To the contrary, such a disclosure might have incriminated defendant even more.  “[A]n informant is not a ‘material witness' nor does his nondisclosure deny the defendant a fair trial where the informant's testimony although ‘material’ on the issue of guilt could only further implicate rather than exonerate the defendant.”  (People v. Alderrou, supra, 191 Cal.App.3d at pp. 1080–1081, 236 Cal.Rptr. 740.)

Because there is here no showing that disclosure had a reasonable possibility of resulting in defendant's exoneration, defendant's ineffective counsel claim cannot succeed.

 Regardless, assuming that trial counsel's failure to demand disclosure amounted to ineffective assistance of counsel, the lack of adequate assistance was harmless under the facts.   The evidence is uncontradicted that at the time of his arrest defendant had on his person four bindles of cocaine.   Ciaburro and Fernandez testified that four bindles of cocaine in defendant's possession were sufficient to show that the possession was for sale.   Defendant presented no contradicting evidence.   Ciaburro further testified that even removing from the evidence his observations from the surveillance location, he would still consider the four bindles in defendant's possession as being possessed for sale.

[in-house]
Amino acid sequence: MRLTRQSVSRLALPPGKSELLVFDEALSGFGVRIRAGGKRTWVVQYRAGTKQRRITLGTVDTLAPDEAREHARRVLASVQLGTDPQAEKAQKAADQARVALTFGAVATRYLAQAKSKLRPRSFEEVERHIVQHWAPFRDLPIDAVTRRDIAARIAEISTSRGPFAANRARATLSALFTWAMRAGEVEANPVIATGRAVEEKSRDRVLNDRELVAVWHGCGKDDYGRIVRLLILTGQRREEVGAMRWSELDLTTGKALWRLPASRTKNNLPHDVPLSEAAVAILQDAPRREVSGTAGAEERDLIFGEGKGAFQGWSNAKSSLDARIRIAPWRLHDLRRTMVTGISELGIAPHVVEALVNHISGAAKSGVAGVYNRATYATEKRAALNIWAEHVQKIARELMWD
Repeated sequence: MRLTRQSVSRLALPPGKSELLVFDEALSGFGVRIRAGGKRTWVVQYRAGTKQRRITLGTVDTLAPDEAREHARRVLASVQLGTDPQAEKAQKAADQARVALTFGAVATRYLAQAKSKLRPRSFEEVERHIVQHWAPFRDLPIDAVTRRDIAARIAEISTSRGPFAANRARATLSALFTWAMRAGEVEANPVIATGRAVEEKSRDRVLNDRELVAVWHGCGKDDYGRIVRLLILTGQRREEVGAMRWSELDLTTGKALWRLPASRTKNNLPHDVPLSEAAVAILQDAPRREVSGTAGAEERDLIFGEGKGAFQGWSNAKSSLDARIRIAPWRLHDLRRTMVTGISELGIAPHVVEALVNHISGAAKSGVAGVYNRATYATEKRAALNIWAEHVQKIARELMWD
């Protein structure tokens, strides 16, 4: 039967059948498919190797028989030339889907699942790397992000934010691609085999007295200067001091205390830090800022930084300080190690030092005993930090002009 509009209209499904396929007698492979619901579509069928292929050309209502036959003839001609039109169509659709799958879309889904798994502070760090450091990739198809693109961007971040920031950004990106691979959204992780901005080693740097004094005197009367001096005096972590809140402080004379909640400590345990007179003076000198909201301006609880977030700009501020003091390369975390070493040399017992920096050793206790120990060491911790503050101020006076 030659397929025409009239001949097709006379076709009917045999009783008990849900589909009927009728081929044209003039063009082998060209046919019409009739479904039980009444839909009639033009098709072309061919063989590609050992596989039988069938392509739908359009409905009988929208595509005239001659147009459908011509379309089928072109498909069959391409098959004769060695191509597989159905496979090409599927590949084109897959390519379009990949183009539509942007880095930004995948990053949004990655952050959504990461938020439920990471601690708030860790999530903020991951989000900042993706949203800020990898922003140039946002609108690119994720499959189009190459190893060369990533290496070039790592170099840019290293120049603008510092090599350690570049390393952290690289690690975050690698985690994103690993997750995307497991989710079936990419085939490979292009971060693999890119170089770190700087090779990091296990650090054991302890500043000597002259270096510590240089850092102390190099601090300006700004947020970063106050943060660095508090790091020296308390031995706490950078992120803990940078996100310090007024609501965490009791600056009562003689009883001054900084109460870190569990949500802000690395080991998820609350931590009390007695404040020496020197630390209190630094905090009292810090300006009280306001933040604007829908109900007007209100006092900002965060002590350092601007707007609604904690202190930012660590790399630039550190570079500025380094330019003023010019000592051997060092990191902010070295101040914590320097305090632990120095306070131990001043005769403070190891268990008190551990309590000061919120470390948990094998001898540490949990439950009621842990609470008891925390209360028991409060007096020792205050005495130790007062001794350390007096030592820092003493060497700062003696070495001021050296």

We agree the remaining evidence was sufficient to support defendant's conviction.

The case of People v. Montgomery (1988) 205 Cal.App.3d 1011, 252 Cal.Rptr. 779, relied on by defendant, is distinguishable.   In that case, “[t]he only direct evidence supporting the verdict of sale of marijuana was the observation by Officer Weir from the surveillance location in issue.”  (Id. at p. 1023, 252 Cal.Rptr. 779.)   Here, as pointed out, even if the surveillance evidence was excluded, the remaining evidence was enough to support defendant's conviction.

In any event, we do not find Montgomery's analysis convincing.   Montgomery's analysis ended at the determination that disclosure was “material  on the issue of guilt or innocence.”  (205 Cal.App.3d at p. 1022, 252 Cal.Rptr. 779.)  Montgomery did not proceed to determine whether the disclosure would have resulted in a reasonable possibility of exoneration.   Hence to the extent that Montgomery might be read to require only “relevance on the issue of guilt or innocence,” without also requiring reasonable possibility of exoneration, we decline to follow it.   Because location is always material in every evidence dispute involving police surveillance, were we to adopt such analysis we would be requiring trial courts to strike testimony in every case in which a confidential surveillance location is used.   The Legislature could not have intended such an absurd result.

In light of the conclusions we have reached on the surveillance location issue, defendant's petition for a writ of habeas corpus cannot be sustained.

CALJIC No. 2.71**

CALJIC No. 2.11.5**

Restitution Fine**DISPOSITION

The judgment is affirmed.   The matter is remanded for resentencing on the amount of the restitution fine, with direction to comply with Government Code section 13967, subdivision (a).   The petition for a writ of habeas corpus is denied.


1.   Further statutory references are to the Evidence Code unless otherwise stated.

FOOTNOTE.   See footnote *, ante.

PREMO, Acting Presiding Justice.